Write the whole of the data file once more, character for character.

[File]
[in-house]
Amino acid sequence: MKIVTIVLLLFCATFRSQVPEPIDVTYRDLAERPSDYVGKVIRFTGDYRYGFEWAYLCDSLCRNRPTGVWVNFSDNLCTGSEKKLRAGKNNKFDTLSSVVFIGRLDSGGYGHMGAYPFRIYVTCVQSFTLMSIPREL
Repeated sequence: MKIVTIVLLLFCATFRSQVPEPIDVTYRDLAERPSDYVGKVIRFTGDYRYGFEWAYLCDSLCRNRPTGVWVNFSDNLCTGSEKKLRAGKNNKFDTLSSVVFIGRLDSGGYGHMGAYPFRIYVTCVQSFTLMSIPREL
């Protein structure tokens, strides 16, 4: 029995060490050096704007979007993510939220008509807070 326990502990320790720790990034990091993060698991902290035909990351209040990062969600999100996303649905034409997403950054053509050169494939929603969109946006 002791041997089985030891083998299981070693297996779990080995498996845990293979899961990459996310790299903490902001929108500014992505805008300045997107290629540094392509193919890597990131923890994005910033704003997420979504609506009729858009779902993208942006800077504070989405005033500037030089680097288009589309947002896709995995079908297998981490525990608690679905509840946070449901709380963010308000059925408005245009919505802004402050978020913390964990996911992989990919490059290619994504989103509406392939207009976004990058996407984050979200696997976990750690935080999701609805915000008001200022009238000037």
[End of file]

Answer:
[in-house]
Amino acid sequence: MKIVTIVLLLFCATFRSQVPEPIDVTYRDLAERPSDYVGKVIRFTGDYRYGFEWAYLCDSLCRNRPTGVWVNFSDNLCTGSEKKLRAGKNNKFDTLSSVVFIGRLDSGGYGHMGAYPFRIYVTCVQSFTLMSIPREL
Repeated sequence: MKIVTIVLLLFCATFRSQVPEPIDVTYRDLAERPSDYVGKVIRFTGDYRYGFEWAYLCDSLCRNRPTGVWVNFSDNLCTGSEKKLRAGKNNKFDTLSSVVFIGRLDSGGYGHMGAYPFRIYVTCVQSFTLMSIPREL
């Protein structure tokens, strides 16, 4: 029995060490050096704007979007993510939220008509807070 326990502990320790720790990034990091993060698991902290035909990351209040990062969600999100996303649905034409997403950054053509050169494939929603969109946006 002791041997089985030891083998299981070693297996779990080995498996845990293979899961990459996310790299903490902001929108500014992505805008300045997107290629540094392509193919890597990131923890994005910033704003997420979504609506009729858009779902993208942006800077504070989405005033500037030089680097288009589309947002896709995995079908297998981490525990608690679905509840946070449901709380963010308000059925408005245009919505802004402050978020913390964990996911992989990919490059290619994504989103509406392939207009976004990058996407984050979200696997976990750690935080999701609805915000008001200022009238000037």